Polymerase Chain Reaction (PCR) is thirty years old this month. PCR is arguably the most valuable tool to ever come along in terms of molecular diagnostics and research. Without PCR most, if not all, of our current genomic technologies would Not exist. Kerry Mullis is one of the scientist I admire the most in this world. I have had the honor of meeting him a few time (handshake and hellos) and have seen him lecture several times. His book Dancing Naked in the Mine Field is a good read if your a science guy. He is the definition of the fine line that exist between genius and bat crap crazy.
Since PCR’s invention in the 1980s by chemist Kary Mullis at the Cetus Corporation, our ability to amplify DNA is often taken for granted. Even after 30 years of use, PCR continues to evolve; scientists adapt the basic protocol to address new research questions, with new tools that didn’t exist around the time of PCR’s birth. Beyond the research lab, PCR takes center-stage in genetic identification of people in crime investigations (both real and dramatized), and genetic diagnoses of diseases in clinics. Take a look at some recent developments in PCR that are speeding researchers’ progress today – Happy Birthday, PCR!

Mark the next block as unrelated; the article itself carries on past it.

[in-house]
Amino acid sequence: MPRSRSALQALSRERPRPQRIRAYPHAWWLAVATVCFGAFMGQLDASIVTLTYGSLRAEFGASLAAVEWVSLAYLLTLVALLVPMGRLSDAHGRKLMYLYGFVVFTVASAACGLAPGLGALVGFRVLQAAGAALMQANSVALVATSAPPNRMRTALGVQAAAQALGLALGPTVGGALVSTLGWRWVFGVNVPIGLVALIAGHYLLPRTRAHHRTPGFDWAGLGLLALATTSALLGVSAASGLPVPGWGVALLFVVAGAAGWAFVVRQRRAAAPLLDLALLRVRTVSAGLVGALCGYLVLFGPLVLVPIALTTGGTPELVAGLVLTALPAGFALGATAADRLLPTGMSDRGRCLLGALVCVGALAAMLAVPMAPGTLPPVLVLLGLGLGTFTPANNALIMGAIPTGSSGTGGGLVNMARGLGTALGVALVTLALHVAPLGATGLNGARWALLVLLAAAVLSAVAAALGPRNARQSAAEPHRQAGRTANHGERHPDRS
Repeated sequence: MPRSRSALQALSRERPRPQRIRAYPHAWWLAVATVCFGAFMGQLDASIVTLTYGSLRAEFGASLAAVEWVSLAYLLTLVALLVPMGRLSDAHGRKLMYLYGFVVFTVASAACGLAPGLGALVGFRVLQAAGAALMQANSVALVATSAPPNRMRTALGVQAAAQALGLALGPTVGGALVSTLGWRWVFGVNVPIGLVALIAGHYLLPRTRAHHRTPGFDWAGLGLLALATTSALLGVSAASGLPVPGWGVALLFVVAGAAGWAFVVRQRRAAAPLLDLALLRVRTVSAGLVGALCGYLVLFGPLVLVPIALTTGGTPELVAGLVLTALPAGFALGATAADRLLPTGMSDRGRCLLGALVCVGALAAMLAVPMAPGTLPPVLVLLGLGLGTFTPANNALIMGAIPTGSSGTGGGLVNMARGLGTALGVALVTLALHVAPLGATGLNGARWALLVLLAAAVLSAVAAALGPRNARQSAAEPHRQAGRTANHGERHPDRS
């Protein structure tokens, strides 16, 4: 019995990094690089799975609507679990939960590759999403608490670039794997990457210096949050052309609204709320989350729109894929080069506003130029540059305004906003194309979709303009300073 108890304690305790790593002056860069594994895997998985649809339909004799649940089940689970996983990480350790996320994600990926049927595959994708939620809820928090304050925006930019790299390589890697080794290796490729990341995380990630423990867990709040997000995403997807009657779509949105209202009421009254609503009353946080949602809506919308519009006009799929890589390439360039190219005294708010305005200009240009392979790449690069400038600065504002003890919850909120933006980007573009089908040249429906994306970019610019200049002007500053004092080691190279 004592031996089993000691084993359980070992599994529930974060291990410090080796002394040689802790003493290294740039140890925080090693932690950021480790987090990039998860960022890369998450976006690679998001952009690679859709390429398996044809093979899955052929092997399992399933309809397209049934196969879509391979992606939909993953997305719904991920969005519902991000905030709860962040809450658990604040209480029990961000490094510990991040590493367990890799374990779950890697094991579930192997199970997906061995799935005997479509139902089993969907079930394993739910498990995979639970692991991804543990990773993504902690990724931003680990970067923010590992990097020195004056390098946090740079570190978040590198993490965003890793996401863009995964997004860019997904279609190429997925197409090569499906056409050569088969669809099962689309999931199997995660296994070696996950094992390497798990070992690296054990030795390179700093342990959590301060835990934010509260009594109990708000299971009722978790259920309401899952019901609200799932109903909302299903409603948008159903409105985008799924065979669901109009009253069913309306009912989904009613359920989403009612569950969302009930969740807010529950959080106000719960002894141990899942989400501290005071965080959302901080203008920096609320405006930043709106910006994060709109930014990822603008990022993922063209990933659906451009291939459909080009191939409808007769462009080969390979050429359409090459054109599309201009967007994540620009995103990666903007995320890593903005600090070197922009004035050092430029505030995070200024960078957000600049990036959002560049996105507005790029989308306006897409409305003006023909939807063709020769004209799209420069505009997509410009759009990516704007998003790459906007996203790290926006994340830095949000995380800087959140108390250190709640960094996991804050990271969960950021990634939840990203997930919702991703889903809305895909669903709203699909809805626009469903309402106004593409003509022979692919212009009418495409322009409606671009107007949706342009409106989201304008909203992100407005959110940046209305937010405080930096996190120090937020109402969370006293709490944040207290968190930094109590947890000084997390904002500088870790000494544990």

"No free man shall ever be debarred the use of arms. The strongest reason for the people to retain the right to keep and bear arms is, as a last resort, to protect themselves against tyranny in government"
-- Thomas Jefferson, 1 Thomas Jefferson Papers, 334